KP: In your case, you were away from your wife now for several ...
LH: You're absolutely right. She came down to Fort Benning once. She came down to Paris, Texas once for a couple weeks and we could meet at night and so on. By that time, we had one child. All I did, I have in my possession in the trunk in the basement, 300 letters from Eleanor to me and 300 letters from me to Eleanor.
KP: Have you thought of putting those in Special Collections?
LH: I have thought about it but I told no one about it.
KP: Because some people have given us some letters and diaries and those, along with the interviews, we particularly crave. I know, since you are both a collector and a donor, I thought I'd express a real interest.
LH: Eleanor wrote extremely well. She has her own style of handwriting and so on. You feel the great loss of not being together and how she would express it, you know? And what she was reading and what I was reading, because we, you can't say "I Love You" endlessly, you've got to graphically describe what you are doing or else, why write? It's sort of a history of my life, that's really true. I looked at it about a year ago and I sorted them all out as much as I could and I cleaned off the cobwebs that were accumulating after forty or fifty years or something. But they're there and they can be read. I'm almost embarrassed to read them. You know how it is.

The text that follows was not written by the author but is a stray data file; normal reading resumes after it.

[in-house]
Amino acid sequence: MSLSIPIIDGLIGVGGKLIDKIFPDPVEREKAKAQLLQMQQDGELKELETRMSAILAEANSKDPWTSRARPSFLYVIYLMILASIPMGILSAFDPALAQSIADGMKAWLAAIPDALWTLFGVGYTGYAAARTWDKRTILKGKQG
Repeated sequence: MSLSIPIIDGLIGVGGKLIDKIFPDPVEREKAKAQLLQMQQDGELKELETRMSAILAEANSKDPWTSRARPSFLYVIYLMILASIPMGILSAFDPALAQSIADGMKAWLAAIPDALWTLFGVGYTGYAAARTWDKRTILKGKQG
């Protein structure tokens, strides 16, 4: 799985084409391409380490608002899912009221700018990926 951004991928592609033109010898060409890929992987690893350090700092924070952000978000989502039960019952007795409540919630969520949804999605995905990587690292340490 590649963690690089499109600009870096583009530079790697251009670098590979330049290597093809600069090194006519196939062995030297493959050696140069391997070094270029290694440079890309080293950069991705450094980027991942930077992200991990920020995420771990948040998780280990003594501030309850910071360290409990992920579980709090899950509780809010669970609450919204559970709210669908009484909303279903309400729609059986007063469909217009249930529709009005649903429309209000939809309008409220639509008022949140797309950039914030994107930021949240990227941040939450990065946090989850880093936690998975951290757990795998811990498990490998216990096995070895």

KP: For historians, that is a gold mine. We ...
LH: Three-hundred. Also, Eleanor left her letters in her box of all the men she dated before she met me and what an eye-opener that was. There were about fifteen different men who, Eleanor was very extraordinary, as a professor of philosophy said, "She's beautiful and she's bright" and you have them both in her. But she also was psychologically wounded by her family. She could be very depressed easily. That's part of the whole picture and that's found in these letters. It's kind of interesting. Well, I have thought about it but I have never mentioned it to anybody. Eleanor has never looked, because she's gone now. She's a different human being and we have to take care of her everyday.
KP: It sounds like it must by very hard because your wife was so bright and so intelligent.